However, a little switch on the X Pro 3 changes the viewfinder mode to the electronic type. Presto chango, now you have a viewfinder like the XT4 and XT5. Switching back and forth without digging into the camera menu is a huge advantage. When you want that optical viewfinder for shooting in limited light or the simple joy of it, it’s there if you’re not going to disable the exposure preview mode. And when you need a full electronic viewfinder, it only takes a second to switch.
The X Pro 3 has another obvious difference in that viewfinder — it’s on the left rather than centered. One perk of that rangefinder style is that you can use your right eye and avoid squashing your nose against the back of the camera. I always end up with make-up smears on the back of my XT4, but that’s easier to avoid with a left-side viewfinder. If you shoot with your right eye, you can also open and close the left to check the surroundings, which can be very helpful when using a longer focal length.
If you want to break a chimping habit or pretend you are working with a film camera, both the X Pro 3 and XT4 can hide the LCD screen. But both cameras go about it in entirely different ways.
The XT4 uses an LCD screen that has a hinge on the side; the XT5 has a metal frame that allows it to tilt but won’t allow it to shut against the camera body. The screen can be pulled out to the side to view it from an odd angle. The XT4 and XT5 screens can be viewed while tucked in the camera, while the XT4’s can be closed completely against the back of the camera.
Like the viewfinder, however, the X Pro 3 takes a hybrid approach that mixes a more film-inspired approach with the full functionality of a typical screen. In the closed position, the back of the LCD screen has a mini e-ink screen that displays the color profile, ISO, and white balance settings when set to the classic mdoe. This is inspired by film cameras, which usually have a window so the photographer can remember what type of film is in the camera.
The screen can flip out from the bottom to access a fully-functional LCD screen that supports reviewing the photos and live view. However, the screen must stay flipped down to view this way — it doesn’t tuck up nicely into the body of the camera like the XT4 and XT5.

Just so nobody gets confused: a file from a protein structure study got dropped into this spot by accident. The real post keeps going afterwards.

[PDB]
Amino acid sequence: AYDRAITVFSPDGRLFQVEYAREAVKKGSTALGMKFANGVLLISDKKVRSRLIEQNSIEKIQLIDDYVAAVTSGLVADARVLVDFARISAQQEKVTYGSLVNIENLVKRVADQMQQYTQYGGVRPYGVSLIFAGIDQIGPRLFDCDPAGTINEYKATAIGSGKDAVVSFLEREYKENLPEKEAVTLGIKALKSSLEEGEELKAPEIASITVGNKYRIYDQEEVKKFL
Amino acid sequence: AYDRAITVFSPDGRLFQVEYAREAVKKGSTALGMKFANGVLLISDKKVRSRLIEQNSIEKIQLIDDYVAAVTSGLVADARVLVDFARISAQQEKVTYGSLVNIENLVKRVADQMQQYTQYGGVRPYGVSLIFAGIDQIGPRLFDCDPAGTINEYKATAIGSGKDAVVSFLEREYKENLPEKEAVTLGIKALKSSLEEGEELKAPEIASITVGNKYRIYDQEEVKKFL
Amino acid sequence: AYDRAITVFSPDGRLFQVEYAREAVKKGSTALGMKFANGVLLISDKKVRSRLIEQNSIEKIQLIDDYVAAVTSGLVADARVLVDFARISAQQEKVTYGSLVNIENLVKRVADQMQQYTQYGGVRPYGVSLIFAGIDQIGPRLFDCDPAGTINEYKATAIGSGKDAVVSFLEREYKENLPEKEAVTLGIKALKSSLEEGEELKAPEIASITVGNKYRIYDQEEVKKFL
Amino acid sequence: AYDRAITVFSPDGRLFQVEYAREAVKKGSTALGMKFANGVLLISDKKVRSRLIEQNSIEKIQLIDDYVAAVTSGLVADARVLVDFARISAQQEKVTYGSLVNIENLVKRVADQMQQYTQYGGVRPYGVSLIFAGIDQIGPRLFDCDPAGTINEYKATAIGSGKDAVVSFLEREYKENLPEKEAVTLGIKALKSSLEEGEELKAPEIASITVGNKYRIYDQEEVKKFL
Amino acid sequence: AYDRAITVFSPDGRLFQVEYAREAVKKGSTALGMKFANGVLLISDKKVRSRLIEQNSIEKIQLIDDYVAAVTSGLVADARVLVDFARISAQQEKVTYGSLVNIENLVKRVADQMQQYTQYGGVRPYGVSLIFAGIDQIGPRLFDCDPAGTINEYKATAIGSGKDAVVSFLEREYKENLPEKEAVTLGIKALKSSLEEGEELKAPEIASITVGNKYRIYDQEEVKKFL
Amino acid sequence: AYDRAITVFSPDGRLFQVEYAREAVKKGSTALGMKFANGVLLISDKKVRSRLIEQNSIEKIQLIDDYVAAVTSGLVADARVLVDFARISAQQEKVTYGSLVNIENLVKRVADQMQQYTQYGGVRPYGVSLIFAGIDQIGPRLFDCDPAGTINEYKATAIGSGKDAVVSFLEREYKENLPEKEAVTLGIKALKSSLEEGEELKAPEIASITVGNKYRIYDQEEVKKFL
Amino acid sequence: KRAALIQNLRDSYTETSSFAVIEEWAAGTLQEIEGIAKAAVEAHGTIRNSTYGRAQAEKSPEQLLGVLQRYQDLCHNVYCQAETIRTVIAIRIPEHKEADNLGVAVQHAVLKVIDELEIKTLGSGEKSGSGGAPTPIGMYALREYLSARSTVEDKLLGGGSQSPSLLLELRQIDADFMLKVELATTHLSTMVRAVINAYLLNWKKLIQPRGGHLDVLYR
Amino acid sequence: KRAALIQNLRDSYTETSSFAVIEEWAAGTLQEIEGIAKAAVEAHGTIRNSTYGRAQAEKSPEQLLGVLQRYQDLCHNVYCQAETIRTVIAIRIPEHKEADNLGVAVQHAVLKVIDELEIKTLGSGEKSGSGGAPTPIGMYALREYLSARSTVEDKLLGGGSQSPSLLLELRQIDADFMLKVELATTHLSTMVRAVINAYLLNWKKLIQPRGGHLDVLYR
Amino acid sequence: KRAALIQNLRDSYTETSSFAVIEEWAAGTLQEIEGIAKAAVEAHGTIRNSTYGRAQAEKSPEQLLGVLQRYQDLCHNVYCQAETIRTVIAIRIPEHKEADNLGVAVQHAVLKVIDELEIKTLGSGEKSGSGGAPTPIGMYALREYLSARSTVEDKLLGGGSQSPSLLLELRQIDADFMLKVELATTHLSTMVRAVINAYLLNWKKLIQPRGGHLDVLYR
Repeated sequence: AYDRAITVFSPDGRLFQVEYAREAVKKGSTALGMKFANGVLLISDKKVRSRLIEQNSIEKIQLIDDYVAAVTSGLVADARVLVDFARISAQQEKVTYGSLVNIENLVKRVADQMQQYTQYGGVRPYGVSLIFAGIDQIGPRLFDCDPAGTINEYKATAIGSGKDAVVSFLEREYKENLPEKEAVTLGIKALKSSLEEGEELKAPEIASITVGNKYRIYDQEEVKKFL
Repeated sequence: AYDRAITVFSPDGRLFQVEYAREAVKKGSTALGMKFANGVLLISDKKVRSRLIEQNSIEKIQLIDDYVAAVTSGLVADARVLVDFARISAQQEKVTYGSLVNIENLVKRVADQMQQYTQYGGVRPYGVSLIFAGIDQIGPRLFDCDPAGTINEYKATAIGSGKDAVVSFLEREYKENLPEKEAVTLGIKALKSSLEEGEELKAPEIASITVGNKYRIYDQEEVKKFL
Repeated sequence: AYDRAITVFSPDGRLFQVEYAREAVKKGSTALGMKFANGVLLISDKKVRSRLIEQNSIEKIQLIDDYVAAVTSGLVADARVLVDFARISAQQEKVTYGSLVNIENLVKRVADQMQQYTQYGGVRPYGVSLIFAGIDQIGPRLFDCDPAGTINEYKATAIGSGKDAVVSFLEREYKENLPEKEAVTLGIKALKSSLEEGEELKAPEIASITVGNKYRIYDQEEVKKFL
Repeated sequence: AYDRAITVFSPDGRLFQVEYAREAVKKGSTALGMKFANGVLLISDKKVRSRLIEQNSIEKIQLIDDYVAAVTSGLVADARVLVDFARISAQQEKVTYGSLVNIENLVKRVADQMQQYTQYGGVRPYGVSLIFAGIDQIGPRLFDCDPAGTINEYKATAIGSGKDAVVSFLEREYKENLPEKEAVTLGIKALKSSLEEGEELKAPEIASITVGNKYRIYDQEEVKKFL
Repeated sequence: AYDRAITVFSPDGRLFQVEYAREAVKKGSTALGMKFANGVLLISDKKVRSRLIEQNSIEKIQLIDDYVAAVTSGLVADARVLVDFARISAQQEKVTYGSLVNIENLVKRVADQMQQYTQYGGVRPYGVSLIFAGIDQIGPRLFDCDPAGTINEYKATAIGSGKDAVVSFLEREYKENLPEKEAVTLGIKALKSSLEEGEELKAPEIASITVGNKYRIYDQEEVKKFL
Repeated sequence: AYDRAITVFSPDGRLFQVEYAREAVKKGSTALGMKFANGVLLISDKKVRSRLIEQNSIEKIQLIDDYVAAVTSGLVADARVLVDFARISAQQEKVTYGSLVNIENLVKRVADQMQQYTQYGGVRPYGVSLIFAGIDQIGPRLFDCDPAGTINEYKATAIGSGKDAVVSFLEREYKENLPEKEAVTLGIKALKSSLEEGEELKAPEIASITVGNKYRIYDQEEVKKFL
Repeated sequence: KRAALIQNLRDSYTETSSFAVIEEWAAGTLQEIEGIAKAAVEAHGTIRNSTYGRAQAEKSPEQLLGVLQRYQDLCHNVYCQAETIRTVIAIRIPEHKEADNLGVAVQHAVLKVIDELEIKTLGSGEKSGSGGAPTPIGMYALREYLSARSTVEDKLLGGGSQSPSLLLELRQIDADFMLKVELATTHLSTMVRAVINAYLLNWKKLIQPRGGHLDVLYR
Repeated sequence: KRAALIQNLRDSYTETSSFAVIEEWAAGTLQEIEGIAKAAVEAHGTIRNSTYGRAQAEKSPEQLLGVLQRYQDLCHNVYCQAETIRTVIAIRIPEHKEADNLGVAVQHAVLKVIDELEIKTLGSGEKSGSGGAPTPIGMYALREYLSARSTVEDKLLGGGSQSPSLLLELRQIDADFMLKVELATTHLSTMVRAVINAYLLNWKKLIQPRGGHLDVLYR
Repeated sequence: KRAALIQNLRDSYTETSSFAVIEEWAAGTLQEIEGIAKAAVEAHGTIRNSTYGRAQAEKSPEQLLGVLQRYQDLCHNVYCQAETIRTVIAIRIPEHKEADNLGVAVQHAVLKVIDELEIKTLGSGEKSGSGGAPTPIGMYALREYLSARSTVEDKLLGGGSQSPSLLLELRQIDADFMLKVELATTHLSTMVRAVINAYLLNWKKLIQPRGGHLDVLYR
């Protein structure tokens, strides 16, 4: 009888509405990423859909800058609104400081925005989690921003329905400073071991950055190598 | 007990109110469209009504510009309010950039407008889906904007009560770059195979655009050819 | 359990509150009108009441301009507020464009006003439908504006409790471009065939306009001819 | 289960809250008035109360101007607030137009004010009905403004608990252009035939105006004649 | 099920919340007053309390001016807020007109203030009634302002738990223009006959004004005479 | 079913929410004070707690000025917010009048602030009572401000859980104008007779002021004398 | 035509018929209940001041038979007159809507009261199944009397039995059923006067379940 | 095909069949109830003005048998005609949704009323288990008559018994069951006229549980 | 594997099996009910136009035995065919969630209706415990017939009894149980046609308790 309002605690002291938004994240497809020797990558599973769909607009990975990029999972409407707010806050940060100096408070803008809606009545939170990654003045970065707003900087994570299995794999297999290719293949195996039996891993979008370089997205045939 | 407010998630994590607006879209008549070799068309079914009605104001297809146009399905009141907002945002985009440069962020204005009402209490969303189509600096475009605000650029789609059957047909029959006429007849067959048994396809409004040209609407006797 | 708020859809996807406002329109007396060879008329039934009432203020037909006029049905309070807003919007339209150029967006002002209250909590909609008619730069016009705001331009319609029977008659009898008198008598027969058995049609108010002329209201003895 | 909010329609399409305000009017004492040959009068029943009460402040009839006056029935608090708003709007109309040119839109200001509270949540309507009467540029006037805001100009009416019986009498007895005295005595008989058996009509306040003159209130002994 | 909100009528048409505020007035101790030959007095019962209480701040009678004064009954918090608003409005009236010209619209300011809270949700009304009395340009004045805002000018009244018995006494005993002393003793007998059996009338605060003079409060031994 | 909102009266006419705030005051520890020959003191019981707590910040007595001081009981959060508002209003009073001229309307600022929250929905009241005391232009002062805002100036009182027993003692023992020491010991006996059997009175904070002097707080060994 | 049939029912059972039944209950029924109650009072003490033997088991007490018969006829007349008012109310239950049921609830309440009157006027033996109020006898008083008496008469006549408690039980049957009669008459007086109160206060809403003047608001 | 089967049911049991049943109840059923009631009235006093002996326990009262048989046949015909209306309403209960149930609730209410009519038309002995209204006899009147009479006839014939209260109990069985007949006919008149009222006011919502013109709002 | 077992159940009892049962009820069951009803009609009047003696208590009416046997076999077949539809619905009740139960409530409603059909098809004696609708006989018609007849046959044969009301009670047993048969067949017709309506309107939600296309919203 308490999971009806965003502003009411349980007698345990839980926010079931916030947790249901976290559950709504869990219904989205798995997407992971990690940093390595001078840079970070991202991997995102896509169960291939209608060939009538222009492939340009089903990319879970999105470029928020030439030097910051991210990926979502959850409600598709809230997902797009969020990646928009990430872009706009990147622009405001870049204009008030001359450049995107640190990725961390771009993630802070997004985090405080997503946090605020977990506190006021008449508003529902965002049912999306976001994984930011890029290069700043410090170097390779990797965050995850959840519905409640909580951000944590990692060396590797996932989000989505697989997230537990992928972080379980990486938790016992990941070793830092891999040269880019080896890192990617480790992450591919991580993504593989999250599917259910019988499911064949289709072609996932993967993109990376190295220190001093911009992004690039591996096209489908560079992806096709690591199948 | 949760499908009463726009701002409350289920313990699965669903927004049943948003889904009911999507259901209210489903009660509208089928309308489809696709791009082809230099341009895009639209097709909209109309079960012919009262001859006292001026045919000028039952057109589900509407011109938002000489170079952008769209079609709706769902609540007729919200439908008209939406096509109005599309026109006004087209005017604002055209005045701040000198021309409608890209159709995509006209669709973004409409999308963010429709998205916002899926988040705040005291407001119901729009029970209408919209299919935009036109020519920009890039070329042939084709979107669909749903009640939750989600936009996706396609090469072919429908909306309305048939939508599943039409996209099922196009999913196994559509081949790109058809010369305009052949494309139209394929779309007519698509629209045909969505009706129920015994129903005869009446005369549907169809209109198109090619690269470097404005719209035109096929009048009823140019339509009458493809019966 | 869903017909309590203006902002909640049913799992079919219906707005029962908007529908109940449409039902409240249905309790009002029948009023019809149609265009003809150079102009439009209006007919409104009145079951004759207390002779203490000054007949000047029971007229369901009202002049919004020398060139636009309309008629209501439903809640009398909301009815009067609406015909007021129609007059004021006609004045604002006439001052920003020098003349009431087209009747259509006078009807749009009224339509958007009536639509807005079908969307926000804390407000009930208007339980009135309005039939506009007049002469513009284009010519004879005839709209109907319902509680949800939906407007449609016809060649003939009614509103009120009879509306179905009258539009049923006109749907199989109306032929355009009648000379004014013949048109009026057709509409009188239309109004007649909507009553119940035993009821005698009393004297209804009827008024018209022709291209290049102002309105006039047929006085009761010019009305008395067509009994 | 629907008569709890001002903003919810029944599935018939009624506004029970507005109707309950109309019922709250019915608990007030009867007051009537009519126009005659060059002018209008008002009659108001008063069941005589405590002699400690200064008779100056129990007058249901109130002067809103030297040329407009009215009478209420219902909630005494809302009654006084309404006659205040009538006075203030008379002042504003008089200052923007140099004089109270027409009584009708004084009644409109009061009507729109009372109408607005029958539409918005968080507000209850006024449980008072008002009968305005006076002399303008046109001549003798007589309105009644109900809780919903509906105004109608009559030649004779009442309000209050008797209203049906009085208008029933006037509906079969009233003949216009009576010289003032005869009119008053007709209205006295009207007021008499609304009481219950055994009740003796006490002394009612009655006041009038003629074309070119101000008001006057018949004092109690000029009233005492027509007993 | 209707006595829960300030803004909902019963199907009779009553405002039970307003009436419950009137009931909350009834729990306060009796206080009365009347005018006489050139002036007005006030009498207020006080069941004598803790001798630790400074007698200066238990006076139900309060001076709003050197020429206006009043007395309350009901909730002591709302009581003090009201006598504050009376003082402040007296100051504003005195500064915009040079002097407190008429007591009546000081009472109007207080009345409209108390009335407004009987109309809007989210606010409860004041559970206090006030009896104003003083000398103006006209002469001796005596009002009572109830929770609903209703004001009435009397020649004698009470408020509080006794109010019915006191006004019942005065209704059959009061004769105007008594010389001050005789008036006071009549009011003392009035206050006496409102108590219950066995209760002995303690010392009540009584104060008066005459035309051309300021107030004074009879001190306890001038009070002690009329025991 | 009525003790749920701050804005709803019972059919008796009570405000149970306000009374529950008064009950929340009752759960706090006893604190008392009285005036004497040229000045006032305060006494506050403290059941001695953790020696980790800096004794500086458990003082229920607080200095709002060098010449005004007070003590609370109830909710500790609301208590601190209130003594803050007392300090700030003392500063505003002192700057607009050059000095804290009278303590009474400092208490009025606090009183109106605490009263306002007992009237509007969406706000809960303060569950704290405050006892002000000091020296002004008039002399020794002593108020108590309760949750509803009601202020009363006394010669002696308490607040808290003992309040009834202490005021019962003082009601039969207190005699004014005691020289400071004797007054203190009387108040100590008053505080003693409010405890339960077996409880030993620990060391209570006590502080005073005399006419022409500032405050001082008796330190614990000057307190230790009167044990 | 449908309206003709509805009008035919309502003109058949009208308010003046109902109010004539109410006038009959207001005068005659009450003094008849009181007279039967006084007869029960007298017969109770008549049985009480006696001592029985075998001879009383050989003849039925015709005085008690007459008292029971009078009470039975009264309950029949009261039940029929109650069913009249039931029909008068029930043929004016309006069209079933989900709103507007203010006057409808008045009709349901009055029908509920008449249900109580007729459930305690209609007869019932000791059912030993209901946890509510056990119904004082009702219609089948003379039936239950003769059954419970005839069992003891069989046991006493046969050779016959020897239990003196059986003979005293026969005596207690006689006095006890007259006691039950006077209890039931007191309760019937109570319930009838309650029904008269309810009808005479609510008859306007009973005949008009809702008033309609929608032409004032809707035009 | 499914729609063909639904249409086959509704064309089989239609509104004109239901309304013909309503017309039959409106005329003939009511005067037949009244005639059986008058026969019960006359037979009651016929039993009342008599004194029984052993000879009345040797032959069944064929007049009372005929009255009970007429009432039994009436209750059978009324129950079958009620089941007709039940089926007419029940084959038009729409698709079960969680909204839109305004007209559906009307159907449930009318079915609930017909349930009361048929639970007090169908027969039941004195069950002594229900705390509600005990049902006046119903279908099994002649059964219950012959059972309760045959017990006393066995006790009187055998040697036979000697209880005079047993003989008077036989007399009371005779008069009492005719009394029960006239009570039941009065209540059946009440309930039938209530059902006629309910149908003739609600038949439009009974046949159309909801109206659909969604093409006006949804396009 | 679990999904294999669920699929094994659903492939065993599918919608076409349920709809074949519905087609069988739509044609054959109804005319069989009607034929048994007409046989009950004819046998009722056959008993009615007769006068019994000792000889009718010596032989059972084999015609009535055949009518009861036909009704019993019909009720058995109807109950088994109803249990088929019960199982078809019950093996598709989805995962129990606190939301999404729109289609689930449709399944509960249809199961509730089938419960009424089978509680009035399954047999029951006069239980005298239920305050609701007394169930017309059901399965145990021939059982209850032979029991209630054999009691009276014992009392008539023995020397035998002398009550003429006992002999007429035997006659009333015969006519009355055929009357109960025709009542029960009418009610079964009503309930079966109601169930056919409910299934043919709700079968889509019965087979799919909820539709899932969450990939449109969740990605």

Grip and battery
The XT4 and XT5 have a larger grip than the X Pro 3. I prefer a bit larger grip, but shooting with the X Pro 3 wasn’t uncomfortable either.
The larger size of the XT series allows for a larger battery. The XT5 is rated to 740 shots and the XT4 to 500. The X Pro 3 is rated for 370 shots, but you can get 440 if you don’t use the electronic viewfinder mode.
Released two years apart, the Fujifilm XT4 and X Pro 3 seem to have more in common regarding construction than the newer XT5. The XT4 and X Pro 3 have a leather-like wrap and metallic top and bottom plates. The metallic plates on the XT4 are a bit textured (and, in my opinion, slightly nicer) than the X Pro 3.
Lighter than its predecessor, the XT5 feels noticeably different than the XT4. As an XT4 owner, the XT5 materials felt lighter and less luxurious. But, had I not had an XT4 to compare it with, the difference would be less noticeable.
Thankfully, all three cameras are weather-resistant.
Focusing and speed
Fujifilm isn’t really known as a brand for fast action — and if there’s one thing I think Fujifilm needs to focus on for future generations, it’s the continuous autofocus. Both the X Pro 3 and XT4 have similar specs for autofocus and consistently missed a handful of action shots. The XT5 feels a little behind, trying to keep up with that more pixel-dense sensor.